Forget about return on investment” is the advice some would give to banks struggling to find a return on mobile payments or mobile commerce investments. At one level, the advice makes sense. Pilot programs, even though it might be hard to figure out how many different types of pilots should be conducted, make sense as a defensive move.

At another level, “forget about ROI” is the key question. Sometimes such questions are existential.

Telcos face other existential problems as well. In many cases, there is no solid business case for building a new fiber-to-home access network, as the incremental revenue simply is insufficient to justify the investment.

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The voice function doesn’t benefit at all. New broadband access services might bring in more money, as will video entertainment services. But the issue has been that the new revenue really doesn’t justify the investment. Some might even question whether the return even meets the cost of capital.

Banks might face the same issue with mobile banking, commerce and payment. It might turn out that the struggles over “return” on investment will never be answered. In other words, there might simply be no real way to earn a return from mobile projects, as such investments only represent incremental channels.

That means more cost, and identical revenue. There is, in other words, no business case to be made. Still, some have tried to quantify the benefits.

Forrester analysts Brad Strothkamp, Alexander Hesse, and Peter Wannemacher have pegged ROI for mobile banking of 15.7 percent, for a hypothetical bank with 500,000 customers.

But note that most of the return comes from the estimated value of reduced costs, retained customers and cross-selling of new products, though that admittedly is minimal.

The Forrester consumer survey relies heavily on reduced service costs to drive the return. When U.S. users of mobile banking were asked how mobile has changed their use of other banking channels, 43 percent said they had made fewer phone calls to their bank’s call center since adopting mobile banking and more than one-third (35 percent) said they visited branches less often than they did before adopting mobile banking.

The bank with 500,000 retail customers in Forrester’s model could achieve a savings of more than $150,000 by the reduced traffic in branches and call centers. The return, one might argue, would have been better if the hypothetical bank could have closed call centers and branches.

Some 30 percent of U.S. mobile banking users say mobile banking has made them more likely to stay with the bank from which they receive the service. Forrester analysts project that a bank with 500,000 retail customers could save more than $450,000 in annual revenues from reduced attrition, for this reason.

The case for mobile banking increasing cross-sales for a bank is weaker and represents only three percent of the benefits. Forrester’s survey found that 18 percent of mobile banking users say they are more likely to buy more products from the banks they use for mobile banking.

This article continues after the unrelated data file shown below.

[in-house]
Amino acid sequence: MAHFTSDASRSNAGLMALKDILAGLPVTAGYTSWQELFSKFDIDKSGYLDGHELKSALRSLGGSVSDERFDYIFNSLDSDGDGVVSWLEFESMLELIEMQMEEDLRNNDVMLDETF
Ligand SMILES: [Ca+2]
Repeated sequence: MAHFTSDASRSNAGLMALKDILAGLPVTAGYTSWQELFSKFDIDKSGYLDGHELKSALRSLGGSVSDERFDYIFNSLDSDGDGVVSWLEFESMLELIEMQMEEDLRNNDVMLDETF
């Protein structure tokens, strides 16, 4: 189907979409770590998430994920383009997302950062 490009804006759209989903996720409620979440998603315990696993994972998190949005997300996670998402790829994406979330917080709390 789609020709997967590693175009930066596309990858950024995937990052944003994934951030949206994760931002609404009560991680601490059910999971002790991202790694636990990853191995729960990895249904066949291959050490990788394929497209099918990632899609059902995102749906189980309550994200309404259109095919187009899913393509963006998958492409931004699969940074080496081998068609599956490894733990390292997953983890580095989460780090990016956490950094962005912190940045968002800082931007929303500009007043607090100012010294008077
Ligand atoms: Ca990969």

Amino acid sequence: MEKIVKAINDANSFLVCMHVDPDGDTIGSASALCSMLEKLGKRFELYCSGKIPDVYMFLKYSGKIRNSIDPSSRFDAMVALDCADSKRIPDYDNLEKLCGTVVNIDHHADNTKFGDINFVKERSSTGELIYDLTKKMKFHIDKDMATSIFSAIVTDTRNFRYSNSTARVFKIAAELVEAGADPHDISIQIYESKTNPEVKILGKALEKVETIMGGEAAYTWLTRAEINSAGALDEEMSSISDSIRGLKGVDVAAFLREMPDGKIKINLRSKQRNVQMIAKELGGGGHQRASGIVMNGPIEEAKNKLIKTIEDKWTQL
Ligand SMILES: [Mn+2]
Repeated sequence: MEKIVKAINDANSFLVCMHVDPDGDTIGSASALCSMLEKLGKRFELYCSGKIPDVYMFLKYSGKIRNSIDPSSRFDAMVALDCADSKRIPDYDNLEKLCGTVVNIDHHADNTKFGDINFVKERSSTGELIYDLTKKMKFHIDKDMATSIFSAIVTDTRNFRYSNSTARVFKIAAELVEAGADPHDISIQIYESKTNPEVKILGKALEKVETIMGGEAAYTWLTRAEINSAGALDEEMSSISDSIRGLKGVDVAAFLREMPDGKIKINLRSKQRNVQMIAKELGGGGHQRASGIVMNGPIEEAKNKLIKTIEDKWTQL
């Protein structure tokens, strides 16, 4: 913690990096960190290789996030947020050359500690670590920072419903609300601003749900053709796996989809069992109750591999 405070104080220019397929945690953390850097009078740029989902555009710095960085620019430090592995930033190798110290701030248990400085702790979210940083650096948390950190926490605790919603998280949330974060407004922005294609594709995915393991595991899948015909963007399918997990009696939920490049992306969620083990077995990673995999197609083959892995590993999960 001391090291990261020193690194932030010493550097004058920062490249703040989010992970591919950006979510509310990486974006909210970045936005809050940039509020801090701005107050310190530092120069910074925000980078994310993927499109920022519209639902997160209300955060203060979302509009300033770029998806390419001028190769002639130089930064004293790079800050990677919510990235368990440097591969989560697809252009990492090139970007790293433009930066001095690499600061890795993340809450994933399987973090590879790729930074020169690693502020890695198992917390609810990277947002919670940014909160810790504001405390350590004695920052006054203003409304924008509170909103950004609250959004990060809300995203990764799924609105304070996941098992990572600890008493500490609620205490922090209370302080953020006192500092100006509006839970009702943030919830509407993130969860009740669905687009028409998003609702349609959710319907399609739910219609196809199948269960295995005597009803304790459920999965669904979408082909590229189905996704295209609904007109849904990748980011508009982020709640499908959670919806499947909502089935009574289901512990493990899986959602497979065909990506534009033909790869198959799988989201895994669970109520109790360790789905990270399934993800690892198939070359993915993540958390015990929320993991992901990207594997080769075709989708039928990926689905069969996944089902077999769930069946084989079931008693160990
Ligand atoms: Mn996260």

This could bring a bank additional revenue of $20,000 from cross-selling products like credit cards to mobile banking users, the analysts estimate.

Of course, the argument about operating cost savings was made by Verizon when it sought to justify its FiOS fiber to the home network as well. Verizon could not make the business case work based strictly on revenue enhancement, so sought to add in operating cost savings. Many would argue Verizon simply hasn’t gained as much as it thought on the opex front.

That, many argue, is why Verizon has halted further FiOS builds and is selling off assets where the business case is even worse than in the big metro areas.

Telecom executives already have had to confront such choices, is the point. Telcos could have fully embraced new technologies that had the practical effect of destroying gross revenue and profit margin in their single most important business. In the international long distance example, providers could have willingly and immediately slashed their own prices, literally destroying most of the existing business.

The alternative was simply to harvest the legacy business as long as possible, before cannibalizing the remainder of the business. That is what AT&T essentially did with its long distance business.

There might, in the final analysis, be no way banks actually can win the mobile commerce and mobile banking game. The costs of implementing might never produce any significant new revenue. There could be some cost savings, but supporting more channels will be necessary. It isn’t possible to replace any existing channels.

In that sense there also is an analogy to the telecom business adopting voice over Internet Protocol services that cannibalize legacy voice. The only contenders that actually win are the attackers.

They have zero market share and revenue to begin with. If they can create lower-cost business models, the incremental revenue, even when at vastly-lower gross amounts, still is a net win.

Mobile commerce and banking might be that sort of issue for banks. Perhaps the best case scenario is that banks invest capital only to protect what they already have. In the worse case, they invest to no avail. Attackers begin to take market share despite everything banks do to protect themselves.

When business eras change, the impact on industry leaders can be catastrophic. One simply wonders if that is about to happen in the banking business, driven by new payments methods.

Sometimes, there is almost nothing former leaders really can do to save their businesses.

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